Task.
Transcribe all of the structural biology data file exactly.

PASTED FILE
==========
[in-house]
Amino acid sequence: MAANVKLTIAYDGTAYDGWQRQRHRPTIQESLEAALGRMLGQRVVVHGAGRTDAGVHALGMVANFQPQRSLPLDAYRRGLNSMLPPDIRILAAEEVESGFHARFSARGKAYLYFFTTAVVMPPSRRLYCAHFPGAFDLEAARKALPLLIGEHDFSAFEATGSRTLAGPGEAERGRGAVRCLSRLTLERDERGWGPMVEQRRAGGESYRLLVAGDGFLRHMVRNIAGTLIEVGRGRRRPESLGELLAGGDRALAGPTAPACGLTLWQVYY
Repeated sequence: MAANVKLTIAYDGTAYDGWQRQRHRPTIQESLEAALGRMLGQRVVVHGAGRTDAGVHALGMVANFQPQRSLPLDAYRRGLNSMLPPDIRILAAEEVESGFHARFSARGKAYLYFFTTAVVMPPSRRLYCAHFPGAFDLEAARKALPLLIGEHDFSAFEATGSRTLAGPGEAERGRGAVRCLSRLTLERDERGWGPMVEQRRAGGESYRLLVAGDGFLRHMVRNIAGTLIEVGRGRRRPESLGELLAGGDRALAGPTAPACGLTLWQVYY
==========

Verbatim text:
[in-house]
Amino acid sequence: MAANVKLTIAYDGTAYDGWQRQRHRPTIQESLEAALGRMLGQRVVVHGAGRTDAGVHALGMVANFQPQRSLPLDAYRRGLNSMLPPDIRILAAEEVESGFHARFSARGKAYLYFFTTAVVMPPSRRLYCAHFPGAFDLEAARKALPLLIGEHDFSAFEATGSRTLAGPGEAERGRGAVRCLSRLTLERDERGWGPMVEQRRAGGESYRLLVAGDGFLRHMVRNIAGTLIEVGRGRRRPESLGELLAGGDRALAGPTAPACGLTLWQVYY
Repeated sequence: MAANVKLTIAYDGTAYDGWQRQRHRPTIQESLEAALGRMLGQRVVVHGAGRTDAGVHALGMVANFQPQRSLPLDAYRRGLNSMLPPDIRILAAEEVESGFHARFSARGKAYLYFFTTAVVMPPSRRLYCAHFPGAFDLEAARKALPLLIGEHDFSAFEATGSRTLAGPGEAERGRGAVRCLSRLTLERDERGWGPMVEQRRAGGESYRLLVAGDGFLRHMVRNIAGTLIEVGRGRRRPESLGELLAGGDRALAGPTAPACGLTLWQVYY